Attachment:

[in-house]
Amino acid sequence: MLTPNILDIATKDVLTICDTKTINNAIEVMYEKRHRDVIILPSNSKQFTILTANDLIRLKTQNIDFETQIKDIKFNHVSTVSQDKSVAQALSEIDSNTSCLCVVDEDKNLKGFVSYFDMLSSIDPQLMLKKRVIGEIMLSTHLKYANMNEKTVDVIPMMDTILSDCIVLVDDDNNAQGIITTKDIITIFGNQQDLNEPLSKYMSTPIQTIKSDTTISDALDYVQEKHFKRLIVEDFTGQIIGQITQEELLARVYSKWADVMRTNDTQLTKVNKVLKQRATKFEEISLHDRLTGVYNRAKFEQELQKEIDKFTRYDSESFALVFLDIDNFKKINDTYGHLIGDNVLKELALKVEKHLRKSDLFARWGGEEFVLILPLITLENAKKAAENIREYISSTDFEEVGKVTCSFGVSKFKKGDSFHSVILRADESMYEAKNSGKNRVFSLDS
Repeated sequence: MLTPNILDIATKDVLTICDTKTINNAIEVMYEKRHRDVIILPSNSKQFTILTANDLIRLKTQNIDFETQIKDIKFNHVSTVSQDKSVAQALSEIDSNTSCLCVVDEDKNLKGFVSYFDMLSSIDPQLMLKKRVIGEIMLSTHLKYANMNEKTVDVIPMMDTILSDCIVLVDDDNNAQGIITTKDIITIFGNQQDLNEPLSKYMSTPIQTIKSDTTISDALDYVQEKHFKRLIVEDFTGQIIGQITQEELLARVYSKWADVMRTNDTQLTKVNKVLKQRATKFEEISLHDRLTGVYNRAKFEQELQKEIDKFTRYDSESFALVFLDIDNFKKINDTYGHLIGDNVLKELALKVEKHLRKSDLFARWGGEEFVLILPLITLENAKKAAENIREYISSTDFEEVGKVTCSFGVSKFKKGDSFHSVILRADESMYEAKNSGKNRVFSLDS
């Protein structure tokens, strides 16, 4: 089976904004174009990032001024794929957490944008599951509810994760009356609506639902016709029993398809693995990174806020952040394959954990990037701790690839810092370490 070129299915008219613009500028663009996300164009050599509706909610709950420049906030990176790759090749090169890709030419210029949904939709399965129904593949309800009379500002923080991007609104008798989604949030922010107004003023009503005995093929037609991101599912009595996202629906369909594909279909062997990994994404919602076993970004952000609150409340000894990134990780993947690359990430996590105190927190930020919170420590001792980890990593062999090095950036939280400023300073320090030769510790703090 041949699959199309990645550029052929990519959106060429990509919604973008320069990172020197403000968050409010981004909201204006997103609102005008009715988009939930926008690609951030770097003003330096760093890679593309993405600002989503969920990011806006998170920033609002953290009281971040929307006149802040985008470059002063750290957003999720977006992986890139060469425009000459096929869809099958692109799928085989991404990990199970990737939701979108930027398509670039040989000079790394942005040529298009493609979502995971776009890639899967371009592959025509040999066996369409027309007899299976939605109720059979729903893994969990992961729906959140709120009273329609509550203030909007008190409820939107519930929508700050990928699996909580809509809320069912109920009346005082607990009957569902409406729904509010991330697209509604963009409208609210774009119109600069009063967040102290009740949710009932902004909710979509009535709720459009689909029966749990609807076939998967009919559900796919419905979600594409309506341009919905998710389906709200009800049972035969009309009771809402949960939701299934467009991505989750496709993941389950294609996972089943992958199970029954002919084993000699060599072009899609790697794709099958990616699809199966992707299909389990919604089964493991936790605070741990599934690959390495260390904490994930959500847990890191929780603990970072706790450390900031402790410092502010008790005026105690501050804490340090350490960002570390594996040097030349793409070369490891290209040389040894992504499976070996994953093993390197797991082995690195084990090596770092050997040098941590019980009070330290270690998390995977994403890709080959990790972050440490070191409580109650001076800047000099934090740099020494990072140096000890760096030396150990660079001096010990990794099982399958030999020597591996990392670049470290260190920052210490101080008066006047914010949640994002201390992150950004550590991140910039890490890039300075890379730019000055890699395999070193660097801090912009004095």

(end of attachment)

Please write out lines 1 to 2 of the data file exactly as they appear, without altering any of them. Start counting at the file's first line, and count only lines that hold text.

[in-house]
Amino acid sequence: MLTPNILDIATKDVLTICDTKTINNAIEVMYEKRHRDVIILPSNSKQFTILTANDLIRLKTQNIDFETQIKDIKFNHVSTVSQDKSVAQALSEIDSNTSCLCVVDEDKNLKGFVSYFDMLSSIDPQLMLKKRVIGEIMLSTHLKYANMNEKTVDVIPMMDTILSDCIVLVDDDNNAQGIITTKDIITIFGNQQDLNEPLSKYMSTPIQTIKSDTTISDALDYVQEKHFKRLIVEDFTGQIIGQITQEELLARVYSKWADVMRTNDTQLTKVNKVLKQRATKFEEISLHDRLTGVYNRAKFEQELQKEIDKFTRYDSESFALVFLDIDNFKKINDTYGHLIGDNVLKELALKVEKHLRKSDLFARWGGEEFVLILPLITLENAKKAAENIREYISSTDFEEVGKVTCSFGVSKFKKGDSFHSVILRADESMYEAKNSGKNRVFSLDS